John Peter Allotey Hammond was the Secretary and later a member of the Coussey Committee.

Joseph William Egyanka Appiah (later Jemisimiham Jehu-Appiah) later became a member through Attoh Ahuma, and was part of the delegation that went to UK to protest to the Queen to release all Ghana lands into the hands of natives.[citation needed]


  1. ^ "Ghana - Early Manifestations of Nationalism" Archived 2012-07-13 at, Library of Congress A Country Study: Ghana.
  2. ^ Nti, Kwaku, "Action and Reaction: An Overview of the Ding Dong Relationship between the Colonial Government and the People of Cape Coast" Archived 2006-01-08 at the Wayback Machine, Nordic Journal of African Studies 11(1): 1-37 (2002).
  3. ^ Michael R. Doortmont, The Pen-Pictures of Modern Africans and African Celebrities by Charles Francis Hutchison: A Collective Biography of Elite Society in the Gold Coast Colony, Brill, 2005, p. 28.
  4. ^ a b c d e f g Nti, Kwaku (2013-02-01). "This Is Our Land: Land, Policy, Resistance, and Everyday Life in Colonial Southern Ghana, 1894–7". Journal of Asian and African Studies. 48 (1): 3–15. doi:10.1177/0021909611431676. ISSN 0021-9096.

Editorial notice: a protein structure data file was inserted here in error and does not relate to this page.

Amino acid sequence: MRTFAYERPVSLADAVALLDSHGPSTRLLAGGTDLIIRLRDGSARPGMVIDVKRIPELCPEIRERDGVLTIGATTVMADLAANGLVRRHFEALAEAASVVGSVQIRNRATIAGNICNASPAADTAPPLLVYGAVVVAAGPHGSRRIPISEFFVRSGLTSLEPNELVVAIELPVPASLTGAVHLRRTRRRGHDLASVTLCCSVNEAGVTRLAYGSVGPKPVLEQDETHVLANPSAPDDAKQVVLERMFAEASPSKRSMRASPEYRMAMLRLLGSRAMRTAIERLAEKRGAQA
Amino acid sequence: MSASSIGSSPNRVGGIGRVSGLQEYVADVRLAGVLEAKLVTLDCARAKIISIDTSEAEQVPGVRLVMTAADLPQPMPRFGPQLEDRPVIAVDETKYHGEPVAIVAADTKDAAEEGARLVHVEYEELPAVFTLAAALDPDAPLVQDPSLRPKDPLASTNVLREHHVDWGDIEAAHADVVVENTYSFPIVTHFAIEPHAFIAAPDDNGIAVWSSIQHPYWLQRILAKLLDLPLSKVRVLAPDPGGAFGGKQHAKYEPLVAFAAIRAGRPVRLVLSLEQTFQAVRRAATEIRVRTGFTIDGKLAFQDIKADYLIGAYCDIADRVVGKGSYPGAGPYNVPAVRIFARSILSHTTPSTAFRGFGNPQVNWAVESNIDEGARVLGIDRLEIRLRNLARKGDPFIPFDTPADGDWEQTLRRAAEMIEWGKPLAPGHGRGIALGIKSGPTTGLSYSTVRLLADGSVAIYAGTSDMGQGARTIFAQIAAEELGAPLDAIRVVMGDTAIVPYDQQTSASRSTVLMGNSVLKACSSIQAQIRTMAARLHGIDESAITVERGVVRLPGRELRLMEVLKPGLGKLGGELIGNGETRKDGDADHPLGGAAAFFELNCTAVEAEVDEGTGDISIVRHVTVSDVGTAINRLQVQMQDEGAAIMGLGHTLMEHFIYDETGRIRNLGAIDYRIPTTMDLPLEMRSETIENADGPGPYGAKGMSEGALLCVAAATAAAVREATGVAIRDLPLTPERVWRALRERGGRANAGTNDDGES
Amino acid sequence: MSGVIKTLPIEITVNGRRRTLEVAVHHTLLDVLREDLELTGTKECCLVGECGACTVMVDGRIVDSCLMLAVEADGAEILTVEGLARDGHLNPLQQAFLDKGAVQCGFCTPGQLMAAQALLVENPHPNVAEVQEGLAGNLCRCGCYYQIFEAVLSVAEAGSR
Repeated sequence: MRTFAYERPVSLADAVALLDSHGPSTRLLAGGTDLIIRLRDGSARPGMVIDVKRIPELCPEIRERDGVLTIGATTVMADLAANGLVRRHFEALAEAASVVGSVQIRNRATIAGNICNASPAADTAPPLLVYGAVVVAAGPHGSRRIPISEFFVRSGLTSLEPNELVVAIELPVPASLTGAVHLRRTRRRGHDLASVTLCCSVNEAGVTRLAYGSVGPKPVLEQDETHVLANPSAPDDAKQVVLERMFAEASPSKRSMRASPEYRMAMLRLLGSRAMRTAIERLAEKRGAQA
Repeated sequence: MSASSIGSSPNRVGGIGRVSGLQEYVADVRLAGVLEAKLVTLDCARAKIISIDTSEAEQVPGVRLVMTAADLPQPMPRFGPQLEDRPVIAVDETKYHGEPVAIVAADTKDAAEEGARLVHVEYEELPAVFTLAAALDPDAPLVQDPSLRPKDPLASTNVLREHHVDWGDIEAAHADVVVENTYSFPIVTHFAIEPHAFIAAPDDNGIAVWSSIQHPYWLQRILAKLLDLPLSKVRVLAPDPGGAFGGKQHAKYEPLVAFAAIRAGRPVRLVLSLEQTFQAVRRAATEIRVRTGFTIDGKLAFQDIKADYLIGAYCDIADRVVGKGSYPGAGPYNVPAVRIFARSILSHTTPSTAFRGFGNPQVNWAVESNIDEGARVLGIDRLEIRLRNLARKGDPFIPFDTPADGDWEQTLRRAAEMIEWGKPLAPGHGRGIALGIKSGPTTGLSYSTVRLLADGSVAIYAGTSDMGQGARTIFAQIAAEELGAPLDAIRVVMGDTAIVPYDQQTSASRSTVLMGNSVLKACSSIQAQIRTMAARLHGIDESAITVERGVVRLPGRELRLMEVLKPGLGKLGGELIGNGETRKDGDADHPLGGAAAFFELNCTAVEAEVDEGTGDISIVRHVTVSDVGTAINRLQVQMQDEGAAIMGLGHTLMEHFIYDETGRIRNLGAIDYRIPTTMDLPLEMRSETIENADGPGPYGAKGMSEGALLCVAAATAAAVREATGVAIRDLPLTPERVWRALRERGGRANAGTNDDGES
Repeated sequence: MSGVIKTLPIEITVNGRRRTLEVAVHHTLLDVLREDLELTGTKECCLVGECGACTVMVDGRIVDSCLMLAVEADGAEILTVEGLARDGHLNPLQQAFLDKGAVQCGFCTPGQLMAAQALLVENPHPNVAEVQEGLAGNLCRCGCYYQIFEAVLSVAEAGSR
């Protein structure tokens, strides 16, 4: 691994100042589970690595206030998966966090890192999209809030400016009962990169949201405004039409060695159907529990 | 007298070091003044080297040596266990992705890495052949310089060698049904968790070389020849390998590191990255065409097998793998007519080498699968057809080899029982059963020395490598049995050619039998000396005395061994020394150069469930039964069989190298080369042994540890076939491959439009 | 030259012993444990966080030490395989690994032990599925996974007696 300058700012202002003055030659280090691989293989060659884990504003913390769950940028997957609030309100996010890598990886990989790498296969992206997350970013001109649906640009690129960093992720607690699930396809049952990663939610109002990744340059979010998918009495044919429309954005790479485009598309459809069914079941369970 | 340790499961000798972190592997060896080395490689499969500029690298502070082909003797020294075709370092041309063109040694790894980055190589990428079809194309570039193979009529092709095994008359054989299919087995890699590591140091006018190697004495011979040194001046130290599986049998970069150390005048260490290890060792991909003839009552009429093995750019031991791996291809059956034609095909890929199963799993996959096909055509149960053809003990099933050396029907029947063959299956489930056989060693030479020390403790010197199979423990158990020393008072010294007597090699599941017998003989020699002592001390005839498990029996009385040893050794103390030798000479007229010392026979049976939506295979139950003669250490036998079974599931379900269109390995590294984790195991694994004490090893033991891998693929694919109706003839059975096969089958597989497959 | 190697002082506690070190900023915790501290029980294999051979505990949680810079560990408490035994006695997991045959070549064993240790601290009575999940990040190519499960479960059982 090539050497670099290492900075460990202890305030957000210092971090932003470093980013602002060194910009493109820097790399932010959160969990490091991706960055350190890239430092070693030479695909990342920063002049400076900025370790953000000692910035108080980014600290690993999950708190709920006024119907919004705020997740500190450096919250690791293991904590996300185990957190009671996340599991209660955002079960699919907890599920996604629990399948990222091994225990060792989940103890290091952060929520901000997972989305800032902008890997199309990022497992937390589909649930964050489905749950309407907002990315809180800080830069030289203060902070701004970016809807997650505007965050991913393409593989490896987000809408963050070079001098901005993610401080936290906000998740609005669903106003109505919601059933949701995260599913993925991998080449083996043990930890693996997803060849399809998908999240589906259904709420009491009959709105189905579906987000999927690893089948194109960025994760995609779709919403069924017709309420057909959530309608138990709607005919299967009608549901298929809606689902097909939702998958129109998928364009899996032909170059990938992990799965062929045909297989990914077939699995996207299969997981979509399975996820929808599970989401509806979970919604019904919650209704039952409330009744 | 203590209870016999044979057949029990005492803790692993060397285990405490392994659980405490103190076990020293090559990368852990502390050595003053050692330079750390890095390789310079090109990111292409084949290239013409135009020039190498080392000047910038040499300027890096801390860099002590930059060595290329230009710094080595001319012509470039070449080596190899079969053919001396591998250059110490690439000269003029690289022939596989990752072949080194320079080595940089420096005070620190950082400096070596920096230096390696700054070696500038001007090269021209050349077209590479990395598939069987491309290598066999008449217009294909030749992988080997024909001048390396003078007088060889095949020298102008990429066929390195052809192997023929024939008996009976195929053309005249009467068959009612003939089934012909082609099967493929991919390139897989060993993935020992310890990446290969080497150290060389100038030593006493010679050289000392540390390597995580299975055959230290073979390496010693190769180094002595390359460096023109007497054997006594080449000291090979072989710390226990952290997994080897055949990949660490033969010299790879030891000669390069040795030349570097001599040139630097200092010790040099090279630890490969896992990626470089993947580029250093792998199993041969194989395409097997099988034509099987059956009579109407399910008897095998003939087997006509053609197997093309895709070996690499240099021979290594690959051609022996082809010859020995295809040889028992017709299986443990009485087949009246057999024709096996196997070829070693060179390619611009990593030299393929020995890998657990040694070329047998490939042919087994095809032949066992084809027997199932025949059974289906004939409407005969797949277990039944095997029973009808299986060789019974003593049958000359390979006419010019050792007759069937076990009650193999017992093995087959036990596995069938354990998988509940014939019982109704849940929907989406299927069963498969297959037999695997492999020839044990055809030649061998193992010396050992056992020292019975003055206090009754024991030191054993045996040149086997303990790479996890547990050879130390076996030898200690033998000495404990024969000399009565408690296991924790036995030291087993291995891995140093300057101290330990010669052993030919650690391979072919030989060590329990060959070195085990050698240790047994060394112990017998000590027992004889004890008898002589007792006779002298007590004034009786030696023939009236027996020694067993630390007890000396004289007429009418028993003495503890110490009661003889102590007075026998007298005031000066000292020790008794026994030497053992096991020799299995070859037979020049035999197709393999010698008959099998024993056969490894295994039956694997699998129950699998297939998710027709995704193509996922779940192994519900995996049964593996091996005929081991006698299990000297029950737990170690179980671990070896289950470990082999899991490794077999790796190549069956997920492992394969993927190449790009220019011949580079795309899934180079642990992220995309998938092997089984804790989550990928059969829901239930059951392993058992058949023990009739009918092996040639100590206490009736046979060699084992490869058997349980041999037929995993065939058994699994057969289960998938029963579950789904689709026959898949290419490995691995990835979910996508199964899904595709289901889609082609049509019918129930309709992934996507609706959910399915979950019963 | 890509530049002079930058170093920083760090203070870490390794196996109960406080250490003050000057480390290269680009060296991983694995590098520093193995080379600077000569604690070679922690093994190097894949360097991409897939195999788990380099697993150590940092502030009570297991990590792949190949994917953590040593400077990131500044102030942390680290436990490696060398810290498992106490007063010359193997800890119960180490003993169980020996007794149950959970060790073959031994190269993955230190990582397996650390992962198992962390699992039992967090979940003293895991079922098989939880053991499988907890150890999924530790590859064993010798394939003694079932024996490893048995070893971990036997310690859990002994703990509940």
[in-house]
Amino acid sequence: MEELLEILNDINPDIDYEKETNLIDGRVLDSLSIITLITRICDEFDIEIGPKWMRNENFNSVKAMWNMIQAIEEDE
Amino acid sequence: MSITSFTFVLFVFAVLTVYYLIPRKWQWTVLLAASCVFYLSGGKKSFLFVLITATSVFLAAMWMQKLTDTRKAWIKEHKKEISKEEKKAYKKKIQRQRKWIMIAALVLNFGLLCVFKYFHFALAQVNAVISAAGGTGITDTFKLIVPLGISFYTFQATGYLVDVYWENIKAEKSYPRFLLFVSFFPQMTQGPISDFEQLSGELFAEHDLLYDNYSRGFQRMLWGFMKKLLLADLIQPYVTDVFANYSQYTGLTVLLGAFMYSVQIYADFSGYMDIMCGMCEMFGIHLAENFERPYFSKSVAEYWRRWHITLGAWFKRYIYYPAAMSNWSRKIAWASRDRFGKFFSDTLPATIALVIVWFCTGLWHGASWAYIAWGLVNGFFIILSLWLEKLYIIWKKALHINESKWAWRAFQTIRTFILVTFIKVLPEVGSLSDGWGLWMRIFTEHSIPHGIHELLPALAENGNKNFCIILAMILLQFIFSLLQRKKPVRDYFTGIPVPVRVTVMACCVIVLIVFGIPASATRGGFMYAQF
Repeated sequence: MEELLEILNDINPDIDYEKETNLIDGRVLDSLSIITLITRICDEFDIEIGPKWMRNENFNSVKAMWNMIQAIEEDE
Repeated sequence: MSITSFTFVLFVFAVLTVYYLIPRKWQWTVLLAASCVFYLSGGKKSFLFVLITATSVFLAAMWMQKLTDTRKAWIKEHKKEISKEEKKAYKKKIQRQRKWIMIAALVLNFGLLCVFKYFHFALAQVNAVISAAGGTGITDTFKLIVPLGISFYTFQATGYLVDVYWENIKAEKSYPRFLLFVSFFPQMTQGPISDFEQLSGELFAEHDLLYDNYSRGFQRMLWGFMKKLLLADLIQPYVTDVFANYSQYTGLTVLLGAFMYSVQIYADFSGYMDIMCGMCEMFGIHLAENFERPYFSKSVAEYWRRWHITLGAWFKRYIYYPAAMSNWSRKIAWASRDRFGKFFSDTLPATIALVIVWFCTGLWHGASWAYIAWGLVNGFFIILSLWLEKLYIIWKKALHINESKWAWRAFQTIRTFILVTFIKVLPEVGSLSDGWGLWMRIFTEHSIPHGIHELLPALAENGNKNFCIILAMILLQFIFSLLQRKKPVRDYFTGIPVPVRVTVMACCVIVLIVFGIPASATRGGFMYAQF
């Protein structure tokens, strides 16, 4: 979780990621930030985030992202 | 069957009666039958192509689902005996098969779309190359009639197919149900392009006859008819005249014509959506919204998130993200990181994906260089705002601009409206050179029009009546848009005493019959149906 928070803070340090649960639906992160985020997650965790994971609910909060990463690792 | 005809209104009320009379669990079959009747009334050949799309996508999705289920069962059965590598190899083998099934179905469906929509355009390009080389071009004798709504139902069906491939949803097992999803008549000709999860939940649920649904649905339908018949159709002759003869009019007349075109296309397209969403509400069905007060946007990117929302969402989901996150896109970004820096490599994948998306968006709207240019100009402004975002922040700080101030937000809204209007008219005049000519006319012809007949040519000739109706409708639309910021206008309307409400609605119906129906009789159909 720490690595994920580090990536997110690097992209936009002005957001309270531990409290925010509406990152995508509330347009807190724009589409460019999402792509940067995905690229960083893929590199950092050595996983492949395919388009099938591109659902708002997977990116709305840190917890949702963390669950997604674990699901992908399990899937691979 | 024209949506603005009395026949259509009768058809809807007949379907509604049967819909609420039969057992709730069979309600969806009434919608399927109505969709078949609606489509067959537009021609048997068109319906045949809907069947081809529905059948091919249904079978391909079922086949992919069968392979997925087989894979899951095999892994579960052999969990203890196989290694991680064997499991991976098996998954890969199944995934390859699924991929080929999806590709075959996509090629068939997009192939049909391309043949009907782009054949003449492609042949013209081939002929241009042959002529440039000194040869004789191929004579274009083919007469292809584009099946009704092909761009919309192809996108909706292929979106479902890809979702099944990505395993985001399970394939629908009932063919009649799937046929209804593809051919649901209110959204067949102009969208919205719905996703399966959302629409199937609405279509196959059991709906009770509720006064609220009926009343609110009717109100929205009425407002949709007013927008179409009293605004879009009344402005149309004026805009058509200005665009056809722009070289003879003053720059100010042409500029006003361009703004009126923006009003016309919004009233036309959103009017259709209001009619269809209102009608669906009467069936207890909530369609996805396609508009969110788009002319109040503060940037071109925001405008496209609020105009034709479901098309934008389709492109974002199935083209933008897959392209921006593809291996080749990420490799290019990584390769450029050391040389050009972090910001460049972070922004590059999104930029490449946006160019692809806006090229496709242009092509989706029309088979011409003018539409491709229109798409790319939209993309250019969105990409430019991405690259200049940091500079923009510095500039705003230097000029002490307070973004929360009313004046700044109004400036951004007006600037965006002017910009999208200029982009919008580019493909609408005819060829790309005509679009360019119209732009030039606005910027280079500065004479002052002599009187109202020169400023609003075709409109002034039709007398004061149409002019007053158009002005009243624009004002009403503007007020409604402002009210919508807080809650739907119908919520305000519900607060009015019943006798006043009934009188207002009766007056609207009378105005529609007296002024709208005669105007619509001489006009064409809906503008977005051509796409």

5. ^ Doortmont, Michel R. (2006-01-01). "Producing a Received View of Gold Coast Elite Society? C.F. Hutchison's Pen Pictures of Modern Africans and African Celebrities1". History in Africa. 33: 473–493. doi:10.1353/hia.2006.0010. ISSN 0361-5413. Archived from the original on 2016-12-20.
  6. ^ a b Johnson, Terence J. (1972-05-01). "Protest: tradition and change". Economy and Society. 1 (2): 164–193. doi:10.1080/03085147200000009. ISSN 0308-5147.
  7. ^ a b Shepperson, George (1964-01-01). "Abolitionism and African Political Thought". Transition (12): 22–26. doi:10.2307/2934486. JSTOR 2934486.
  8. ^ a b Grove, Richard; Falola, Toyin (1996-01-01). "Chiefs, Boundaries, and Sacred Woodlands: Early Nationalism and the Defeat of Colonial Conservationism in the Gold Coast and Nigeria, 1870-1916". African Economic History (24): 1–23. doi:10.2307/3601843. JSTOR 3601843.
  9. ^ a b c d e f g Asante, S. K. B. (1975-01-01). "The Neglected Aspects of the Activities of the Gold Coast Aborigines Rights Protection Society". Phylon. 36 (1): 32–45. doi:10.2307/274843. JSTOR 274843.
  10. ^ a b c Obatala, J. K. (1972-01-01). "An African Case Study in the Bourgeois Origins of Cultural Nationalism". Science & Society. 36 (3): 302–313. JSTOR 40401652.